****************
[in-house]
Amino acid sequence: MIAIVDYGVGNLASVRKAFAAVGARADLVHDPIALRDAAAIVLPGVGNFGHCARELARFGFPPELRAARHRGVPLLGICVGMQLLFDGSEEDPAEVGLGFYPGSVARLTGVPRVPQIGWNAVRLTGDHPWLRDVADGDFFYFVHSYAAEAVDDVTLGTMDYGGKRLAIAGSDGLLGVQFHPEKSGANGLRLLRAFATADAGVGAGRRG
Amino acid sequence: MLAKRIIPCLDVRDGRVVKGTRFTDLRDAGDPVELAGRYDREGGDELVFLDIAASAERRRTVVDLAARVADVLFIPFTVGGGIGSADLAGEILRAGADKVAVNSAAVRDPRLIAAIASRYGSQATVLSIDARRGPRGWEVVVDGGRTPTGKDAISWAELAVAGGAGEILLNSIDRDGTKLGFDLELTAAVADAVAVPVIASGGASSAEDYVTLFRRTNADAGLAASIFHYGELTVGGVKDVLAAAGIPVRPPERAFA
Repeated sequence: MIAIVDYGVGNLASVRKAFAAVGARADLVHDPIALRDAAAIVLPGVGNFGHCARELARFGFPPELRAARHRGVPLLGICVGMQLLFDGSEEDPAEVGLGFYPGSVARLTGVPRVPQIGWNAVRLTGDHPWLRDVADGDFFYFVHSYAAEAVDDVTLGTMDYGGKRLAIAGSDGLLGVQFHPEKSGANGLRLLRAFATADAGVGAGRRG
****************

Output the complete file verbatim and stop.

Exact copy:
[in-house]
Amino acid sequence: MIAIVDYGVGNLASVRKAFAAVGARADLVHDPIALRDAAAIVLPGVGNFGHCARELARFGFPPELRAARHRGVPLLGICVGMQLLFDGSEEDPAEVGLGFYPGSVARLTGVPRVPQIGWNAVRLTGDHPWLRDVADGDFFYFVHSYAAEAVDDVTLGTMDYGGKRLAIAGSDGLLGVQFHPEKSGANGLRLLRAFATADAGVGAGRRG
Amino acid sequence: MLAKRIIPCLDVRDGRVVKGTRFTDLRDAGDPVELAGRYDREGGDELVFLDIAASAERRRTVVDLAARVADVLFIPFTVGGGIGSADLAGEILRAGADKVAVNSAAVRDPRLIAAIASRYGSQATVLSIDARRGPRGWEVVVDGGRTPTGKDAISWAELAVAGGAGEILLNSIDRDGTKLGFDLELTAAVADAVAVPVIASGGASSAEDYVTLFRRTNADAGLAASIFHYGELTVGGVKDVLAAAGIPVRPPERAFA
Repeated sequence: MIAIVDYGVGNLASVRKAFAAVGARADLVHDPIALRDAAAIVLPGVGNFGHCARELARFGFPPELRAARHRGVPLLGICVGMQLLFDGSEEDPAEVGLGFYPGSVARLTGVPRVPQIGWNAVRLTGDHPWLRDVADGDFFYFVHSYAAEAVDDVTLGTMDYGGKRLAIAGSDGLLGVQFHPEKSGANGLRLLRAFATADAGVGAGRRG